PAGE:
You will be all glad to know that this will be my last contribution. I really give up with this because you are so narrow-minded, insensitive and ignorant that it is not worth trying to hold a mirror up to you because all you will see is a reflection of your self-serving smug egos. I feel sorry for you because this area has a lot to offer and needs help, and would welcome your help, but you can only help people by working with them and not treating them as inferiors.

  48. simon says Says:

    It seems that the crux of the problem is that “art” is universal, knows no cultural or economic boundaries, and has no rightful owner. However, “Art” belongs to the insular few who’s attitude is evangelical and comes from an unfortunate standpoint of cultural superiority. Banksy is an “Artist” because he has been embraced by the cognicienti. The chav who tags a lampost is not because he has not. My own “Art” is less obvious – and when I hacksaw the shell lady into pieces the cognicienti will call it mindless vandalism.

  49. Ralph Says:

    For Gods sake Cosmo, look at what you are saying! How dare you accuse me or anyone else that moves here of ‘narrow-minded, insensitive and ignorant that it is not worth trying to hold a mirror up to you because all you will see is a reflection of your self-serving smug egos’ you nothing about me or who I am, my values, my needs, what I or for that matter anyone that has moved into the area can bring or has brung. You seem to be advocating only helping when we are ‘asked’ to rather than contributing as an EQUAL member of the society we have chosen to live in……yep you are right this is ‘TANTAMOUNT TO RACISM ‘. I have no desire to ‘HELP’ anyone, but rather want to be part of my area, to work alongside others, as I have said before, work here, [play here, play my taxes here, schol my children here, but alas I seem to lack the ‘I come from Thanet’ badge. Oh and xwoff, most people that have moved away from London or where ever have moved here because they liked the area not because of a desire to be ‘ metropolitan super-beings who’ve come to rescue’ anyone, just wanted a better life, by the sea!!! Nice to see you can hold a rational, sensible conversation, well done (oh sorry was taht my metropolitan superiority coming out) BTW, I was actually born in Kent and my family moved to London……SHOCK HORROR!!!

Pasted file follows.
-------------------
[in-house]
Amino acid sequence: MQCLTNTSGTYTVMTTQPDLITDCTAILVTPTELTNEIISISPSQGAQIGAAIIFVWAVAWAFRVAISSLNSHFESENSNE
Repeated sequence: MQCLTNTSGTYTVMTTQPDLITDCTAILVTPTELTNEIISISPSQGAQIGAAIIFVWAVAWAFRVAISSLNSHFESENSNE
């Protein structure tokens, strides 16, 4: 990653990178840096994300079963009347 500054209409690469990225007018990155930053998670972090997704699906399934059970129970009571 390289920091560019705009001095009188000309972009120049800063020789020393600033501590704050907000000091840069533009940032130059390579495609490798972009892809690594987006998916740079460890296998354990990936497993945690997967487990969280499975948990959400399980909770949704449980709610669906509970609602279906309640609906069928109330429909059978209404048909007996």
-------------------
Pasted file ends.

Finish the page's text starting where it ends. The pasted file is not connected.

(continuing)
50. xwoof Says: